5: Essay excerpt, Jacqueline Kahanoff’s “Israel: Ambivalent Levantine,” 1959.
Jacqueline Kahanoff was an Israeli writer who theorized the social model of Levantinism. Born and raised in Cairo, she lived in the United States and France before settling in Israel in the 1950s, and she wrote only in English and French, although much of her work was translated into Hebrew and published in Israeli newspapers and journals. Levantinism, as described here, understands Israel and Israeli culture as part of the broader region of the Levant, and posits the pluralism of Levantine culture as a positive value rather than a denigrated quality. Here, she describes what she sees as the possible contributions of Levantinism to Israeli culture.
Orly Castel-Bloom, whose parents were born in Cairo and who grew up speaking French in her home, is an example of the cultural plurality of Levantinism. Her incorporation of Arabic and of characters whose origins are in the Middle East puts emphasis on the presence of Levantine culture within the homogenizing realm of a largely Ashkenazi, or European-dominated, Israeli culture. Like Kahanoff, Castel-Bloom foregrounds the plurality of Israeli culture and attempts to, in Kahanoff’s words, “reconcile its two main component groupings into one dynamic, creative unity.”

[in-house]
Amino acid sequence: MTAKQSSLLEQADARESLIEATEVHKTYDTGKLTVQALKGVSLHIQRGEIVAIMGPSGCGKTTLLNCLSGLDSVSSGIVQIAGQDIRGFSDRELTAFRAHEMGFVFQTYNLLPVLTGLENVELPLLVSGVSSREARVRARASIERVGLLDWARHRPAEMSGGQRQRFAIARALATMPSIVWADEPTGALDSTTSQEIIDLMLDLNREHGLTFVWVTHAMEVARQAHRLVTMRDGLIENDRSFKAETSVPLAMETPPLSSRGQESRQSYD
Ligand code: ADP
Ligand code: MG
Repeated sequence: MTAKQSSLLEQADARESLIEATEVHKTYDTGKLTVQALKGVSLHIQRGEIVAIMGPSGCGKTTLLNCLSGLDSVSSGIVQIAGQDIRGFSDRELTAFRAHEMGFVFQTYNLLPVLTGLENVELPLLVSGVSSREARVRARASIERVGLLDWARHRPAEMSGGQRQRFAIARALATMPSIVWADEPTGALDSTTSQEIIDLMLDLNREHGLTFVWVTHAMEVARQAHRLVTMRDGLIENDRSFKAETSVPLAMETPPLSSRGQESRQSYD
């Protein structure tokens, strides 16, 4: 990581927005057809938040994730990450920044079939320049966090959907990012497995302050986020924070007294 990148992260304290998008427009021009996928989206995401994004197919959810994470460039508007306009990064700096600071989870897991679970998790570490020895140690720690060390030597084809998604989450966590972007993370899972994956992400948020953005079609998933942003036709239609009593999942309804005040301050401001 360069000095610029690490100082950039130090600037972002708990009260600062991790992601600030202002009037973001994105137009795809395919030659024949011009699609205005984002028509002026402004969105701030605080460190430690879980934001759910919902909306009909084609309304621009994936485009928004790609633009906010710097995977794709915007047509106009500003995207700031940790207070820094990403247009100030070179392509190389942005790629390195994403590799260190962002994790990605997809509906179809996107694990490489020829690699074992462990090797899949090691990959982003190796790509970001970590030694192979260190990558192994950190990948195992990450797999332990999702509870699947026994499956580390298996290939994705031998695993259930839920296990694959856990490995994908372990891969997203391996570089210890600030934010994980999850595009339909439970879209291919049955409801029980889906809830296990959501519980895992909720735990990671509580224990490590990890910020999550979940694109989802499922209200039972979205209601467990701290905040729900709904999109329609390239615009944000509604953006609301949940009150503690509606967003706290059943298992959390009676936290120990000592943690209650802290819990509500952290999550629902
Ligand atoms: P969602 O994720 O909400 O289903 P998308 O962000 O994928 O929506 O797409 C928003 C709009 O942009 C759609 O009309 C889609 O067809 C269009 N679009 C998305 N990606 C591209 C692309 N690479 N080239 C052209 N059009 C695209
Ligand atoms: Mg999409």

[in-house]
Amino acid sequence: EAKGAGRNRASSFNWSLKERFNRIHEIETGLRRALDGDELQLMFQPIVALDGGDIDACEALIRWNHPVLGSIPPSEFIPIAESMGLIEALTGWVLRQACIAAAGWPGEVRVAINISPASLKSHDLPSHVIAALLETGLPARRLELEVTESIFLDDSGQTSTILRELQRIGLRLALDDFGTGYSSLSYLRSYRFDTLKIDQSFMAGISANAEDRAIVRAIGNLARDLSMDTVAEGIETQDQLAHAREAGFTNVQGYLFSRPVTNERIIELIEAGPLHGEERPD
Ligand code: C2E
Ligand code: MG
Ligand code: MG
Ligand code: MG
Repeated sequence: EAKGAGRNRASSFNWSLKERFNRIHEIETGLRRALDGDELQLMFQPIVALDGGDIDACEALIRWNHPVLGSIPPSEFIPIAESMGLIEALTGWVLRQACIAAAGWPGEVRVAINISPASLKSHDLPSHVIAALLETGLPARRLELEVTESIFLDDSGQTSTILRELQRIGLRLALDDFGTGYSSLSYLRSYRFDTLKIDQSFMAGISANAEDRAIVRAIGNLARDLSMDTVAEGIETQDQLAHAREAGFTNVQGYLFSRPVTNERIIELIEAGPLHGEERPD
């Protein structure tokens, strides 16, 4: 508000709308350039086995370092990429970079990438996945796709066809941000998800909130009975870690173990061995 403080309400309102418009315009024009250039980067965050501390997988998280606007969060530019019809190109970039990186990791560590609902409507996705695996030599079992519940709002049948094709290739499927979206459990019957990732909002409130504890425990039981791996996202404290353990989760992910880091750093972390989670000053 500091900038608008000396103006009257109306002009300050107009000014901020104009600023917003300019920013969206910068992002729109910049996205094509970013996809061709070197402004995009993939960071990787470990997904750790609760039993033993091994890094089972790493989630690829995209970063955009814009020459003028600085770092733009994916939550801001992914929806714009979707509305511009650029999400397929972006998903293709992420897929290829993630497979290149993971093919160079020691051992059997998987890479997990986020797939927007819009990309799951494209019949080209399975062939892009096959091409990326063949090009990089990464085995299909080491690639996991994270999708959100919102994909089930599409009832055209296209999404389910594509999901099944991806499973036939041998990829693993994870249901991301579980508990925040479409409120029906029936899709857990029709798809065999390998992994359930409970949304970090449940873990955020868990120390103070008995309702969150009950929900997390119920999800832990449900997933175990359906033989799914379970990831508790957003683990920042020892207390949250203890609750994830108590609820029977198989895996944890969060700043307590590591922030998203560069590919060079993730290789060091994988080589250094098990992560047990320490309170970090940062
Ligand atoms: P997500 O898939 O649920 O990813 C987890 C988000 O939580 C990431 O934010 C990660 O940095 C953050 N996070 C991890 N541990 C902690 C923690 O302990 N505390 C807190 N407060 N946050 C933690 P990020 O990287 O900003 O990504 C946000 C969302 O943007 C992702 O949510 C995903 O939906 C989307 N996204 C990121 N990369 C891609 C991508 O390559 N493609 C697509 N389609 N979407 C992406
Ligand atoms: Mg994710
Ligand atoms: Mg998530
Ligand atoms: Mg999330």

Suggested Activity: Ask students to identify elements in the excerpts from “Ummi Fi Shurl” that represent the East and those that represent the West. Make a list of these items. Are there any items on the lists that overlap? Which ones? How does the story integrate the “Eastern” and “Western” elements? Are there items that are not integrated or that are in conflict? Does the story correspond to Kahanoff’s understanding of Levantinism? If so, how?
Source: Jacqueline Kahanoff, “Israel: Ambivalent Levantine,” in Mongrels or Marvels: The Levantine Writings of Jacqueline Shohet Kahanoff, eds. Deborah A. Starr and Sasson Somekh (Stanford, CA: Stanford University Press, 2011), 200.